recording of American Indian Fairy Tales, collected by Henry R. Schoolcraft and retold by William Trowbridge Larned
Read by Chip
With no written language, Native Americans living in the Lake Superior region passed their cultural identity down through the generations by way of stories. Far more than mere tales to amuse children, they passed along the collective wisdom of the tribes. In the 1830s, government Indian Agent and ethnologist Henry R Schoolcraft learned the language of these people and went out to collect and preserve their stories before the tribes disappeared under the westward rush of American civilization. Though these stories were recast as children's fairy tales in the 1920s, they contain much of the old wisdom of a culture which has largely disappeared. (Summary by Chip)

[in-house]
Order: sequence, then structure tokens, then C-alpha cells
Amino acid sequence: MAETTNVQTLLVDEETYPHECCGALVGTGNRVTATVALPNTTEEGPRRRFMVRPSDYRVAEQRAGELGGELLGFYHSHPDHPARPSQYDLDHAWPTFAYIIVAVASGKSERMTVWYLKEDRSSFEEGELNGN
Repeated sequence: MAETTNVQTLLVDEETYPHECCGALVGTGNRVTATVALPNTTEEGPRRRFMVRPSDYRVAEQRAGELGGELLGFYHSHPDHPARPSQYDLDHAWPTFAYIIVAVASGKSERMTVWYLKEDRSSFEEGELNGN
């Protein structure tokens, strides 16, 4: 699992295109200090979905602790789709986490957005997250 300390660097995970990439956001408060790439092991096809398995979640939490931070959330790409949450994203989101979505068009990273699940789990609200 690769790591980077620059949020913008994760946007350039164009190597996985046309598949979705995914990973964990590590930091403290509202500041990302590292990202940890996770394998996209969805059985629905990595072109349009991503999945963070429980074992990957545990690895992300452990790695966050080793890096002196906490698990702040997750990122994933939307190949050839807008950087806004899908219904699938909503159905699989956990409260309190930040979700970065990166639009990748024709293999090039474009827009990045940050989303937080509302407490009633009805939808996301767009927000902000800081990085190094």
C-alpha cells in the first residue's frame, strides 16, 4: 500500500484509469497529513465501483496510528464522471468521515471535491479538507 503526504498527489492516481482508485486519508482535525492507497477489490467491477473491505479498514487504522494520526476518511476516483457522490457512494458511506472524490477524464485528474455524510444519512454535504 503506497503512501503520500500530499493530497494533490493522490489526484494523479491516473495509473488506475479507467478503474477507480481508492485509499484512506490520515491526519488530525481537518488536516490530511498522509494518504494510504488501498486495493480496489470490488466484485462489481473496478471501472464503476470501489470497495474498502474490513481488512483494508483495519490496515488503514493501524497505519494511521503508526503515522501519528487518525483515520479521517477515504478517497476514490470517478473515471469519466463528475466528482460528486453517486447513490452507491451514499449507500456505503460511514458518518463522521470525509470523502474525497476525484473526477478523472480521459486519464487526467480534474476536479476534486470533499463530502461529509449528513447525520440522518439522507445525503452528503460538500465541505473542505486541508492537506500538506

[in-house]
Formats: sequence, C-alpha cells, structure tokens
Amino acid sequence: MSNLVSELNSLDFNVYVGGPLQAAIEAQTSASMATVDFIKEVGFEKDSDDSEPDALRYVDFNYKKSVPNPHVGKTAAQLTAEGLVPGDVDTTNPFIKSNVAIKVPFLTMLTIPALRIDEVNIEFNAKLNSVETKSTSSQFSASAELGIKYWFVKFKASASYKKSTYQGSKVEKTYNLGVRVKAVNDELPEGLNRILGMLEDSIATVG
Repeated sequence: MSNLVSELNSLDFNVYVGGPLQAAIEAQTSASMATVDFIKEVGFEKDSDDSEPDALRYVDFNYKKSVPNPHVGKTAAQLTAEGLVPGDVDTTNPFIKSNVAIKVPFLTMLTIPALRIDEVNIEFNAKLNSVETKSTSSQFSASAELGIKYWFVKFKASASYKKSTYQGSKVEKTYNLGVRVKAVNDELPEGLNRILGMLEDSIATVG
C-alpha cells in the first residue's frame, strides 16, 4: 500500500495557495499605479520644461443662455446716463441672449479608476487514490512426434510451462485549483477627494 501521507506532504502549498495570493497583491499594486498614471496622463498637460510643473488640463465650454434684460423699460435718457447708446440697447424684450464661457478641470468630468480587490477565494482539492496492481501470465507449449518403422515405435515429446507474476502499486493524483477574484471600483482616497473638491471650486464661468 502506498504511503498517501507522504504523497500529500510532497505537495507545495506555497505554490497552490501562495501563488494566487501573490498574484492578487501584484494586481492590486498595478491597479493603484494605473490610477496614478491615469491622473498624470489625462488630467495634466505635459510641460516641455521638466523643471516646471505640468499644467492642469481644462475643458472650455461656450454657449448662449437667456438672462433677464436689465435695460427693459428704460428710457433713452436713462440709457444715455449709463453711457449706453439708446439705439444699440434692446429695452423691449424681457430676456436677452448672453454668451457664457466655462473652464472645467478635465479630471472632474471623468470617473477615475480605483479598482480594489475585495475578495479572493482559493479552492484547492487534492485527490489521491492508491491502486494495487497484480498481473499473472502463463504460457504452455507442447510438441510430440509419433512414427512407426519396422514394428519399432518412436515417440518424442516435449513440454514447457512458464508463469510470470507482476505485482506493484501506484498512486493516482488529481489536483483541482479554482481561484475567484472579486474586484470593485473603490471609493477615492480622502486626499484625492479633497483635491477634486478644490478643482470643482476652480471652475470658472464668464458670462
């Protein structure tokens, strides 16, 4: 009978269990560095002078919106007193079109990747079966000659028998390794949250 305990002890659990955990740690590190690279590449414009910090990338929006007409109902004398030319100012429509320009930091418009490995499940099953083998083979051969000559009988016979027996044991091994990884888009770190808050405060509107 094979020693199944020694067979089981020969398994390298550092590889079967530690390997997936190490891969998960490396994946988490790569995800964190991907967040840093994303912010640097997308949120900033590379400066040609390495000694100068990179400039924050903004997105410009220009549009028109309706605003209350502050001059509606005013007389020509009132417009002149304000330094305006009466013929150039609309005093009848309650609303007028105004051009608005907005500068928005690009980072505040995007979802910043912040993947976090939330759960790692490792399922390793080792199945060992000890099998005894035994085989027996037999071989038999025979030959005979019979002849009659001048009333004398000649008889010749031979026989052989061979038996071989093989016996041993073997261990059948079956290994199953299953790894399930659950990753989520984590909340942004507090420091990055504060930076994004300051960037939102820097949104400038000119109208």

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October 29, 2011
Important and Charming
So little remains of so many tribes' cultures, so this set of stories is an important archive. The stories are also enchanting - not *haunting*, that's not the right word, but their magical feeling lingers with you long after the listening.
Would be great for kids on a car trip, too.